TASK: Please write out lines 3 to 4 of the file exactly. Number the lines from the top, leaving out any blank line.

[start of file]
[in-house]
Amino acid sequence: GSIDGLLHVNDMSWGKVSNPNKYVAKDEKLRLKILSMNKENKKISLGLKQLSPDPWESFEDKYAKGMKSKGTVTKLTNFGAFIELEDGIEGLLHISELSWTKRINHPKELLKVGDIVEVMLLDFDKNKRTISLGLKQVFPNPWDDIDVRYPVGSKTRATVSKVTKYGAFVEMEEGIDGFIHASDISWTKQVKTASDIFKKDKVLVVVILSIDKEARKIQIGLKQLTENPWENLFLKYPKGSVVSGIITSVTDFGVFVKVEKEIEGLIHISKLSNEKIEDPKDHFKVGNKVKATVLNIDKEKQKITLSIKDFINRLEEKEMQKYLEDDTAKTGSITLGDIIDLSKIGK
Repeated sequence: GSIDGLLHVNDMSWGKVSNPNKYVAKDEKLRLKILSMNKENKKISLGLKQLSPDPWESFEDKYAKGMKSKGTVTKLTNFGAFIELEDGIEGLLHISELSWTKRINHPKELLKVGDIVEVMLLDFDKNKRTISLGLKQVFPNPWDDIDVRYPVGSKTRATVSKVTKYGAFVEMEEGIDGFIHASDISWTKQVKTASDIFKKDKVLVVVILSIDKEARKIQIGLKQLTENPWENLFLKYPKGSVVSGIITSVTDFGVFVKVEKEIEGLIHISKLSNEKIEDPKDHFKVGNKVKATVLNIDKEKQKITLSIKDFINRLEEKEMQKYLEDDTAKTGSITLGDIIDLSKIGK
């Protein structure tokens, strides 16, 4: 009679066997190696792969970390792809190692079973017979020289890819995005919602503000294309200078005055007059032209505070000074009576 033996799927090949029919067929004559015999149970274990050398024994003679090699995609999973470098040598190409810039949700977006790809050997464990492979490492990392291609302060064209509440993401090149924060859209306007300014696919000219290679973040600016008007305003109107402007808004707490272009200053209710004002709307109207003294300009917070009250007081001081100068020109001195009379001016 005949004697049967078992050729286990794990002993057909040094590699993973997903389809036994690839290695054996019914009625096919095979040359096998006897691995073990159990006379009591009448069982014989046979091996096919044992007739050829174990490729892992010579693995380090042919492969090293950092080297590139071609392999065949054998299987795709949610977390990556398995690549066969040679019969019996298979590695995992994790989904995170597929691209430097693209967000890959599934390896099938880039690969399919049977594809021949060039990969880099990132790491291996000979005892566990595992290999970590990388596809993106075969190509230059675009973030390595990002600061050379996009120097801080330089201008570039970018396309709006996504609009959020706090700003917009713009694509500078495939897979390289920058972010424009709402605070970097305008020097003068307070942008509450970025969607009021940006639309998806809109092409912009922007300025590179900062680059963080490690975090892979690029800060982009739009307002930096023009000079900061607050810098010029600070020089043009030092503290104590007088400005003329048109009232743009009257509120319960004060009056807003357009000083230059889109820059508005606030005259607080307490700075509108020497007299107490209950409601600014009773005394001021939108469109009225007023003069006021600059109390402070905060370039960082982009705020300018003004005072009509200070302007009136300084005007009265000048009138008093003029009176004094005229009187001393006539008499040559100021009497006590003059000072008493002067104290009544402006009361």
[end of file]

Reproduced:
Repeated sequence: GSIDGLLHVNDMSWGKVSNPNKYVAKDEKLRLKILSMNKENKKISLGLKQLSPDPWESFEDKYAKGMKSKGTVTKLTNFGAFIELEDGIEGLLHISELSWTKRINHPKELLKVGDIVEVMLLDFDKNKRTISLGLKQVFPNPWDDIDVRYPVGSKTRATVSKVTKYGAFVEMEEGIDGFIHASDISWTKQVKTASDIFKKDKVLVVVILSIDKEARKIQIGLKQLTENPWENLFLKYPKGSVVSGIITSVTDFGVFVKVEKEIEGLIHISKLSNEKIEDPKDHFKVGNKVKATVLNIDKEKQKITLSIKDFINRLEEKEMQKYLEDDTAKTGSITLGDIIDLSKIGK
């Protein structure tokens, strides 16, 4: 009679066997190696792969970390792809190692079973017979020289890819995005919602503000294309200078005055007059032209505070000074009576 033996799927090949029919067929004559015999149970274990050398024994003679090699995609999973470098040598190409810039949700977006790809050997464990492979490492990392291609302060064209509440993401090149924060859209306007300014696919000219290679973040600016008007305003109107402007808004707490272009200053209710004002709307109207003294300009917070009250007081001081100068020109001195009379001016 005949004697049967078992050729286990794990002993057909040094590699993973997903389809036994690839290695054996019914009625096919095979040359096998006897691995073990159990006379009591009448069982014989046979091996096919044992007739050829174990490729892992010579693995380090042919492969090293950092080297590139071609392999065949054998299987795709949610977390990556398995690549066969040679019969019996298979590695995992994790989904995170597929691209430097693209967000890959599934390896099938880039690969399919049977594809021949060039990969880099990132790491291996000979005892566990595992290999970590990388596809993106075969190509230059675009973030390595990002600061050379996009120097801080330089201008570039970018396309709006996504609009959020706090700003917009713009694509500078495939897979390289920058972010424009709402605070970097305008020097003068307070942008509450970025969607009021940006639309998806809109092409912009922007300025590179900062680059963080490690975090892979690029800060982009739009307002930096023009000079900061607050810098010029600070020089043009030092503290104590007088400005003329048109009232743009009257509120319960004060009056807003357009000083230059889109820059508005606030005259607080307490700075509108020497007299107490209950409601600014009773005394001021939108469109009225007023003069006021600059109390402070905060370039960082982009705020300018003004005072009509200070302007009136300084005007009265000048009138008093003029009176004094005229009187001393006539008499040559100021009497006590003059000072008493002067104290009544402006009361």